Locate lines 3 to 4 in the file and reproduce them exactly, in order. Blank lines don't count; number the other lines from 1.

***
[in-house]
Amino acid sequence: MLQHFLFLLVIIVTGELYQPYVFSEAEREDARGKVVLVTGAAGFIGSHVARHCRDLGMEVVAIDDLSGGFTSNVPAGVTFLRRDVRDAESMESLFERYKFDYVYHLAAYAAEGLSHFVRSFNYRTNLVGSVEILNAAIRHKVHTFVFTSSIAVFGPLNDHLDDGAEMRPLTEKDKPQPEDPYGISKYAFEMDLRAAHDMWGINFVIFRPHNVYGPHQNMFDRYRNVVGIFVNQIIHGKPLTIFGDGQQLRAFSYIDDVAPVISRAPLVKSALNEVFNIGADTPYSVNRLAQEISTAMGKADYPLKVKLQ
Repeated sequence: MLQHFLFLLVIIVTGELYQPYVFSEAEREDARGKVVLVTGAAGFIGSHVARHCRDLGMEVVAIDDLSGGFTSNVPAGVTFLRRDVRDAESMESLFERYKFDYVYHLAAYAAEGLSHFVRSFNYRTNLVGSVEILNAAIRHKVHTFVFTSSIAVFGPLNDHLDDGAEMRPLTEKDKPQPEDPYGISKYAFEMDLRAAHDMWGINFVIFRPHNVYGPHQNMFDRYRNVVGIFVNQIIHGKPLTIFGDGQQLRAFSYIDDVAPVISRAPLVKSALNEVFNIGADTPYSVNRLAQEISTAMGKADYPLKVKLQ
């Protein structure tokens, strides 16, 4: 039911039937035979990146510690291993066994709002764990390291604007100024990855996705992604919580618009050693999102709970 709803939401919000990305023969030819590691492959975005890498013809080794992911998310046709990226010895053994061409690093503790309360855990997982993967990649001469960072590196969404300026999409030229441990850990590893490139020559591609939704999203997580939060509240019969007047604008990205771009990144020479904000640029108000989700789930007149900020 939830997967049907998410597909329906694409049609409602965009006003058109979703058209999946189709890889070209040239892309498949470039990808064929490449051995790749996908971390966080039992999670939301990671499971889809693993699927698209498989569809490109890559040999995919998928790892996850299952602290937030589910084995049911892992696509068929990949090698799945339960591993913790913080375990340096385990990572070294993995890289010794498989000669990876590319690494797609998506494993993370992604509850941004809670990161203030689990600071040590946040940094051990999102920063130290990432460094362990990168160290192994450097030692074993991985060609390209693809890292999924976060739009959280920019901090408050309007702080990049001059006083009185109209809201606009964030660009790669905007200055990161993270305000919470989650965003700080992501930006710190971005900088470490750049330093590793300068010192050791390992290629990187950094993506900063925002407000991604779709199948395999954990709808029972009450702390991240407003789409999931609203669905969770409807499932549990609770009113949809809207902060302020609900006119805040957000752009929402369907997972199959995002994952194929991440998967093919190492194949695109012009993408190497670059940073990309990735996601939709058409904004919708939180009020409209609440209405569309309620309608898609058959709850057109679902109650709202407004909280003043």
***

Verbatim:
Repeated sequence: MLQHFLFLLVIIVTGELYQPYVFSEAEREDARGKVVLVTGAAGFIGSHVARHCRDLGMEVVAIDDLSGGFTSNVPAGVTFLRRDVRDAESMESLFERYKFDYVYHLAAYAAEGLSHFVRSFNYRTNLVGSVEILNAAIRHKVHTFVFTSSIAVFGPLNDHLDDGAEMRPLTEKDKPQPEDPYGISKYAFEMDLRAAHDMWGINFVIFRPHNVYGPHQNMFDRYRNVVGIFVNQIIHGKPLTIFGDGQQLRAFSYIDDVAPVISRAPLVKSALNEVFNIGADTPYSVNRLAQEISTAMGKADYPLKVKLQ
């Protein structure tokens, strides 16, 4: 039911039937035979990146510690291993066994709002764990390291604007100024990855996705992604919580618009050693999102709970 709803939401919000990305023969030819590691492959975005890498013809080794992911998310046709990226010895053994061409690093503790309360855990997982993967990649001469960072590196969404300026999409030229441990850990590893490139020559591609939704999203997580939060509240019969007047604008990205771009990144020479904000640029108000989700789930007149900020 939830997967049907998410597909329906694409049609409602965009006003058109979703058209999946189709890889070209040239892309498949470039990808064929490449051995790749996908971390966080039992999670939301990671499971889809693993699927698209498989569809490109890559040999995919998928790892996850299952602290937030589910084995049911892992696509068929990949090698799945339960591993913790913080375990340096385990990572070294993995890289010794498989000669990876590319690494797609998506494993993370992604509850941004809670990161203030689990600071040590946040940094051990999102920063130290990432460094362990990168160290192994450097030692074993991985060609390209693809890292999924976060739009959280920019901090408050309007702080990049001059006083009185109209809201606009964030660009790669905007200055990161993270305000919470989650965003700080992501930006710190971005900088470490750049330093590793300068010192050791390992290629990187950094993506900063925002407000991604779709199948395999954990709808029972009450702390991240407003789409999931609203669905969770409807499932549990609770009113949809809207902060302020609900006119805040957000752009929402369907997972199959995002994952194929991440998967093919190492194949695109012009993408190497670059940073990309990735996601939709058409904004919708939180009020409209609440209405569309309620309608898609058959709850057109679902109650709202407004909280003043």